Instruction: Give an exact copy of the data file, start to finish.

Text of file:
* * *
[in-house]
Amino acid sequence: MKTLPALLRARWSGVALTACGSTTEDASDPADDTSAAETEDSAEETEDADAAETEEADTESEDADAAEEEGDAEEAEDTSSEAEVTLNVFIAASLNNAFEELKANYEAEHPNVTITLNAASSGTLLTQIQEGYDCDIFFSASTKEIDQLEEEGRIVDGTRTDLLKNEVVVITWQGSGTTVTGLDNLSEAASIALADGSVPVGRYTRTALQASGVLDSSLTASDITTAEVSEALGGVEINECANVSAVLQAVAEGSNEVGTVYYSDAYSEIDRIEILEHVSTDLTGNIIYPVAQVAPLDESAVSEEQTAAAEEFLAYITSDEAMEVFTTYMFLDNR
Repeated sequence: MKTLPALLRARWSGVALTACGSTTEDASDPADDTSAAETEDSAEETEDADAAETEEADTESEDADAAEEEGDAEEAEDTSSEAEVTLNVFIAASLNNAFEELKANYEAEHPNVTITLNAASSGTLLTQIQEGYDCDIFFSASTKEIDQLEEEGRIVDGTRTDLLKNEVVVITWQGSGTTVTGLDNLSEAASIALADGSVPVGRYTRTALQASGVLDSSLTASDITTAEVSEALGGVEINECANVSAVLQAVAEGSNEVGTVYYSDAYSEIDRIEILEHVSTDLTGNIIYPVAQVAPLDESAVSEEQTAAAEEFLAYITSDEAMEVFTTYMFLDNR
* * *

[in-house]
Amino acid sequence: MKTLPALLRARWSGVALTACGSTTEDASDPADDTSAAETEDSAEETEDADAAETEEADTESEDADAAEEEGDAEEAEDTSSEAEVTLNVFIAASLNNAFEELKANYEAEHPNVTITLNAASSGTLLTQIQEGYDCDIFFSASTKEIDQLEEEGRIVDGTRTDLLKNEVVVITWQGSGTTVTGLDNLSEAASIALADGSVPVGRYTRTALQASGVLDSSLTASDITTAEVSEALGGVEINECANVSAVLQAVAEGSNEVGTVYYSDAYSEIDRIEILEHVSTDLTGNIIYPVAQVAPLDESAVSEEQTAAAEEFLAYITSDEAMEVFTTYMFLDNR
Repeated sequence: MKTLPALLRARWSGVALTACGSTTEDASDPADDTSAAETEDSAEETEDADAAETEEADTESEDADAAEEEGDAEEAEDTSSEAEVTLNVFIAASLNNAFEELKANYEAEHPNVTITLNAASSGTLLTQIQEGYDCDIFFSASTKEIDQLEEEGRIVDGTRTDLLKNEVVVITWQGSGTTVTGLDNLSEAASIALADGSVPVGRYTRTALQASGVLDSSLTASDITTAEVSEALGGVEINECANVSAVLQAVAEGSNEVGTVYYSDAYSEIDRIEILEHVSTDLTGNIIYPVAQVAPLDESAVSEEQTAAAEEFLAYITSDEAMEVFTTYMFLDNR